OTTAWA - A federal review recommended better security and awareness training for personnel posted abroad after an employee at Canada's High Commission in Nairobi was killed during a terrorist attack on a shopping mall, newly released documents show.
The internal review also called for re-examination of the overall plan for responding to critical incidents overseas involving federal personnel, says a summary of the findings.
The summary, obtained by The Canadian Press under the Access to Information Act, flowed from a February 2014 meeting of interdepartmental task force members who had grappled with the horrors that unfolded in Kenya five months earlier.
On Sept. 21, 2013, al-Shabab gunmen attacked the Westgate Mall in Nairobi. Among those murdered in the assault was Annemarie Desloges, a Citizenship and Immigration Canada foreign service officer on assignment with the Canada Border Services Agency at the high commission. Vancouver businessman Naguib Damji was also killed.
Upon learning a federal employee may have been a casualty in the Saturday attack, the Security and Emergency Management Bureau of Foreign Affairs convened an interdepartmental task force meeting at noon eastern time, just under five hours after headquarters was alerted.
A number of things worked well during the emergency response, despite the fact the incident was "quickly evolving" and there was "a lack of clarity surrounding the nature and scale of the event," the review summary says.
For instance, the appointment of a liaison officer from Citizenship and Immigration as the single point of contact for Desloges' family was "absolutely vital."
However, the fact that Desloges was on assignment with the border services agency "caused a delay in CBSA becoming involved in the response," the summary says.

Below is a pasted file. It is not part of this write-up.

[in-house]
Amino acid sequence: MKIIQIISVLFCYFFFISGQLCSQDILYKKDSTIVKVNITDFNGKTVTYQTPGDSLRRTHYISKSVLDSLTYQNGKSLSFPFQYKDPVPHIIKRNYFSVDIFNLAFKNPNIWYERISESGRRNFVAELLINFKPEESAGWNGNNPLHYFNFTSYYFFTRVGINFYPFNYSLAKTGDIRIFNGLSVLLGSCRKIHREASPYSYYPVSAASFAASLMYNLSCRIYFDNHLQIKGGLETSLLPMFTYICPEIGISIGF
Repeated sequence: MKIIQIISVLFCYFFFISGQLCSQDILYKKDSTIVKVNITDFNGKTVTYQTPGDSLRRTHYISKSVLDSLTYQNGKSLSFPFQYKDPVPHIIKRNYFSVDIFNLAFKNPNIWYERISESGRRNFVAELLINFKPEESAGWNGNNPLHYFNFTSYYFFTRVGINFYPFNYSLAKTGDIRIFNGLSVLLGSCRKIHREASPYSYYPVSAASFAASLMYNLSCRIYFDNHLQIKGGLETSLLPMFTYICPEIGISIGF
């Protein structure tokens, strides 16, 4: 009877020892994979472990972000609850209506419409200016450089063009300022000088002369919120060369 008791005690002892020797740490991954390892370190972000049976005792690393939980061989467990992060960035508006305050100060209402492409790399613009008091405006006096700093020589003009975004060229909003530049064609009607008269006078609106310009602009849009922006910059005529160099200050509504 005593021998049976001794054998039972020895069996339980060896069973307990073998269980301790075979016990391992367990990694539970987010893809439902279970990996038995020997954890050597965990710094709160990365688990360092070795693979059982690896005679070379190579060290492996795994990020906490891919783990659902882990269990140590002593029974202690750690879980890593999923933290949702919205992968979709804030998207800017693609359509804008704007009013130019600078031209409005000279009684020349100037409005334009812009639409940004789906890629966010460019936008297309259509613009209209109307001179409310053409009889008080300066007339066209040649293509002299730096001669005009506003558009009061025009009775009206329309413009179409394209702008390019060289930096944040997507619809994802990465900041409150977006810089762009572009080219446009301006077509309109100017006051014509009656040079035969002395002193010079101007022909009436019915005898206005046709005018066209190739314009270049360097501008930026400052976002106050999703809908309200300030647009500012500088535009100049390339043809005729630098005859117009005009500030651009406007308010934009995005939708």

For missions such as Nairobi, where the high hardship level is largely a reflection of the security situation, personnel "are being made aware of the risks associated with working in difficult operating environments through the training they receive and the overall preparations they conduct prior to departing for the post," it adds.
Still, the review recommended enhancing Foreign Affairs' training and awareness program related to personal security abroad.
The review also found:
— Even though Foreign Affairs headquarters called for suspension of all non-essential requests to the Nairobi mission, multiple requests for the same information from various people poured in;
— It can take months to return to a normal state of operations following a crisis, and options for maintaining activity "need to be explored";
— Counsellors who met with high commission staff from Canada as well as local hires were "hugely appreciated," although some Kenyan employees preferred to talk with someone from a similar cultural background.
"Consideration should be given to identifying this additional resource earlier in the process for events of a similar nature in the future," the summary says.
Foreign Affairs had little to say about the status of the recommendations one year later.
"The Canadian government takes the safety of personnel at our missions abroad very seriously and reviews its security measures on an ongoing basis for all its missions," spokeswoman Amy Mills said in an emailed statement.
"We carefully monitor situations abroad on a case-by-case basis to implement appropriate measures to protect our personnel."